Mary Docherty, communist; born April 27, 1908, died

February 2, 2000

MARY DOCHERTY, who has died at the age of 91, was a left-wing political activist from her earliest years and became a life-long Communist from the 1920s. She was active in her home town of Cowdenbeath, and throughout Fife an exceptional CP stronghold. Born in 1908, one of three girls, her father, William Docherty, was a miner blacklisted in 1921 and an occasional actor. A foundation member of the Communist Party of Great Britain he influenced Mary greatly and took her to political meetings at an early age, including those addressed by John MacLean. Her mother worked at the Empire Theatre and was often the sole wage earner.

As a child she was raised in the Socialist Sunday School, an independent association that educated its young members in politics, science, geography, and would invite adult speakers to address them. Although a small unique organisation benefiting the Independent Labour Party and later the CP with ready-made socialists, it briefly had a rival. The Proletarian Sunday School was more attractive to Mary and she joined, this was run by Annie Storione who was the daughter of Laurence Storione an anarchist who fled France disguised as a woman and ended up in Fife working in the pits. Experiencing the 1921 miners' lock-out Mary joined the Communist Party in 1926 and witnessed evictions and hunger marches during the General Strike and miners' lock-out that year. She was particularly impressed with Bob Selkirk, a blacklisted miner who later served on Cowdenbeath Town Council as a Communist, whom she

worked with. Recently she edited a book, Old Rob Selkirk: A Man in A Million (1996), in acknowledgement of him.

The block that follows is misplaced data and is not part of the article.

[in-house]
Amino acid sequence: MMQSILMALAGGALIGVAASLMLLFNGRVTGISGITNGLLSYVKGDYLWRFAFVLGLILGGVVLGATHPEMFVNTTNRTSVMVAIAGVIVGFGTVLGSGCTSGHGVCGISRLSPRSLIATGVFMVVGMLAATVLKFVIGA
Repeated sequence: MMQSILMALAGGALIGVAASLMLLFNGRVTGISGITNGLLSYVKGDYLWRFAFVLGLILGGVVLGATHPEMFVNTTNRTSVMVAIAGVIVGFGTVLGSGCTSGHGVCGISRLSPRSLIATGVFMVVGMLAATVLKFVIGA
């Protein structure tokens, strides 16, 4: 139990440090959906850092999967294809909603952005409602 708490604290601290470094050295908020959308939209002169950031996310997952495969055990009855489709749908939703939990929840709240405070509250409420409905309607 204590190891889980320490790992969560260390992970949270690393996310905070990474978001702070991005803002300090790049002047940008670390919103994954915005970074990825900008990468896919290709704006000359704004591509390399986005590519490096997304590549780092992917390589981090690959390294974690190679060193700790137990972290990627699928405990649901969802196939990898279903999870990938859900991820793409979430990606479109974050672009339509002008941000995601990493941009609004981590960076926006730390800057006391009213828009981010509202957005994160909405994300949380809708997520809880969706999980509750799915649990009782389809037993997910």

As a youth Mary avidly attended meetings, dealt with party literature and ran a children's section which produced a school paper detailing which teachers they thought were too fond of the strap. This resulted in a woman teacher trying to take action against Mary but failing, the teacher soon left the school and later became a Labour MP. One of the children's slogans was ''we do not want Boss Class History in school: we want working-class history''.

As a Young Pioneer, Mary organised a strike for a schools May Day holiday which was won in Bowhill, Lochore, Lochgelly, Lumphinnans, and Cowdenbeath. Regular outdoor activities included picnics and marked International Women's Day, the Miners' Gala, and the Russian Revolution. Chosen by the Young Communist League she went to the Soviet Union where she experienced conditions there from 1929-30 and met delegates from all over the world. She attended a children's international meeting at the Lenin Stadium in Moscow where she saw Lenin's wife, Krupskaya. She visited women's meetings, a house of correction, and a motor car and van factory and was impressed by the way the workers ran it..

Having just had an operation for a tubercular gland before she left Fife, Mary was confined to the Lenin sanatorium at Czemese on the Black Sea coast where treatment cured her. While in the Soviet Union, she was made an honorary member of the Moscow Pioneers. One night she went to hear Stalin speak on the anniversary of the Revolution, however, he couldn't attend, and so she heard Budenny, Inspector of the Red Cavalry and one of its founders during the Civil War.

Mary worked for a dairy and as a domestic servant and at Leith Hospital. Back in Cowdenbeath she worked for a dentist and during the war in Crombie Munitions Depot where she sat on the Whitley Council. Later she worked at the offices of the Communist Party and finally in the bakery dispatch of the Co-operative Society (where she retired). All were chronicled in her autobiography, A Miner's Lass (1992).

She was active working for Willie Gallacher, Communist MP for West Fife from 1935-1950, and was deeply saddened when he was defeated at the height of the Cold War. At various times in the CP she was secretary of her branch, leader of the Women's Group, and worked as Fife Party Treasurer. Mary was an unsuccessful council candidate in 1952 yet the CP had a strong presence on the Town and County Council with 13 councillors at the height of its strength. In Cowdenbeath in 1973 Willie Sharpe became the first Communist Provost in Britain.

Mary recognised that television and increasing affluence ended the big meetings of the past, though she remained a branch activist. Like many supporters of the Soviet Union she was shocked by its collapse, yet socialist political activity was her life and remained so up until her death.